Ultimately the intent of asking this question is simply to get your people talking. Talking about themselves, about the fire service, about our culture and values, as well as what they hope that good leaders believe. All of their answers can give great insight into what is good and perhaps not so good in your people. And most importantly in my book, you will gain a deep well of information from which to draw upon in your leadership profile.
The challenge then remains to process and utilize the information that you gather from this thought-provoking question. Reinforce your own morals and motivations; be open minded enough and willing enough to adapt that which you have always held true. Improve where it is needed and revel in the areas where no improvement is needed, but never, my friends, rest on good enough.
This is where I give you my “get out of jail free card” as I am no expert in psychology or anything really if the truth all be told. This narrative is merely the collective of my own observations and I share them not to impress you or make you think of me in any higher capacity.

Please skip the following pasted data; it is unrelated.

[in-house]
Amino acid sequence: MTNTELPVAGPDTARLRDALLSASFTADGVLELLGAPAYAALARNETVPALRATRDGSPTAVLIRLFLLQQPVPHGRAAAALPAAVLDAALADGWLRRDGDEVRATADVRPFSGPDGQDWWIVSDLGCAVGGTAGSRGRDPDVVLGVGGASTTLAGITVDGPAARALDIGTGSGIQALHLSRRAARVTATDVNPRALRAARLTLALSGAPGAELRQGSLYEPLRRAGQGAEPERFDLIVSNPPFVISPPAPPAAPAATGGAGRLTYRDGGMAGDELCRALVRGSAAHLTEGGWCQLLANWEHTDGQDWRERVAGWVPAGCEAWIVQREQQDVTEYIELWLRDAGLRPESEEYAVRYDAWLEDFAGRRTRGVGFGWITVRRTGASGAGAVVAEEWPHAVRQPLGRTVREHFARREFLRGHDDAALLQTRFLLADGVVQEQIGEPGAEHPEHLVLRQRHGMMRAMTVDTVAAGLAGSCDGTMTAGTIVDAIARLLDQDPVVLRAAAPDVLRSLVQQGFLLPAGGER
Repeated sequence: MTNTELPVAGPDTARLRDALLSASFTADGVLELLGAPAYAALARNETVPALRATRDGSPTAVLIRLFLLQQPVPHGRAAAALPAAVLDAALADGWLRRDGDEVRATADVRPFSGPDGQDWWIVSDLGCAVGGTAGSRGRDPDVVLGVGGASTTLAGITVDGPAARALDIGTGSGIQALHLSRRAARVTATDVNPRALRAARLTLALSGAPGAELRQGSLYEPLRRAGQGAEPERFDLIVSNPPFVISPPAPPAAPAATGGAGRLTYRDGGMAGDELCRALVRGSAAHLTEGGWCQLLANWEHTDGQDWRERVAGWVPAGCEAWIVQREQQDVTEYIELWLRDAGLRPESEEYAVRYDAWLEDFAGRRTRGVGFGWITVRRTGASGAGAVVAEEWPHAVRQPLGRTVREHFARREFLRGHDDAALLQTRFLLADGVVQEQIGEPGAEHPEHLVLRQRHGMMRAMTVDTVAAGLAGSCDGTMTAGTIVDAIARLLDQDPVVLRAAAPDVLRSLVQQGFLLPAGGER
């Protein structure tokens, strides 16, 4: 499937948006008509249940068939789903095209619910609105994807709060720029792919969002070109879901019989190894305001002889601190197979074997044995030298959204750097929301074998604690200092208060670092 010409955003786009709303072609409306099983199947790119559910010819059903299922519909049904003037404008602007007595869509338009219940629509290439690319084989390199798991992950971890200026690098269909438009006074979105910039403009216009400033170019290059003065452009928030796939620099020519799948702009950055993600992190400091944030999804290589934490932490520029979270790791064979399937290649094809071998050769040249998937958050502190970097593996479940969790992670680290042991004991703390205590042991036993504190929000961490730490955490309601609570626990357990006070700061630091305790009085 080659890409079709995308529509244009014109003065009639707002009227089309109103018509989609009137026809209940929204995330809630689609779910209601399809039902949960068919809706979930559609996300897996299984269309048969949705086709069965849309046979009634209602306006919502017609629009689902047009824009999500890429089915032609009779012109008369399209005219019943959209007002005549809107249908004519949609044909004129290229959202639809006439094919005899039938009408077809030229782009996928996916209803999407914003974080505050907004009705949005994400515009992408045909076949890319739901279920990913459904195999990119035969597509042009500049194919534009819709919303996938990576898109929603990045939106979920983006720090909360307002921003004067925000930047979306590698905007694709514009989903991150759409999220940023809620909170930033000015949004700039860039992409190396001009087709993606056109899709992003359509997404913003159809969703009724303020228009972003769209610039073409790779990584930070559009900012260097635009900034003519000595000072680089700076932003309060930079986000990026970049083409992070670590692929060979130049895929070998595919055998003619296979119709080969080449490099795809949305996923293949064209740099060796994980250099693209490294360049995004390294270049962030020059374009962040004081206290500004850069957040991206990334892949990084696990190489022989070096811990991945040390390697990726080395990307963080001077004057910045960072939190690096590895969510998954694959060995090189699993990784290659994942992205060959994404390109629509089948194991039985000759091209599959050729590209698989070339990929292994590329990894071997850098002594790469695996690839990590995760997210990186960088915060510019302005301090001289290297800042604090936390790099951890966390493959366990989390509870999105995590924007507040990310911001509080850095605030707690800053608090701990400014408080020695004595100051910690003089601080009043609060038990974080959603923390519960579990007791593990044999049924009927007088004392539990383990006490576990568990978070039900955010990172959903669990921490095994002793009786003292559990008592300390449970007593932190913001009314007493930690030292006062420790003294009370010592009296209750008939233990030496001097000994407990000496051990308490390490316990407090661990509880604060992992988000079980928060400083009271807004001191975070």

Instead it is my hope that you will take my observations and make some of your own, read more about values in leadership. I might point you toward Dr. Harry Carter’s article that I now see on Firehouse.com as continued credence to the importance of our values. Whatever you do, please be sure to draw upon these concepts as means to broaden your own depth and abilities as a leader wherever you find yourself in your career. And when this little exercise is all over, ask yourself, Deep down in your own heart, “What is more important to you, honesty or loyalty?”
LEE LEVESQUE is a firefighter and public affairs officer for the Lady's Island St. Helena Fire District in South Carolina. A 20 year veteran of the fire service, both career and volunteer, and is a fire and life safety educator instructor. Lee is a member of the NFA Alumni Association. You can reach Lee by e-mail at: firstname.lastname@example.org.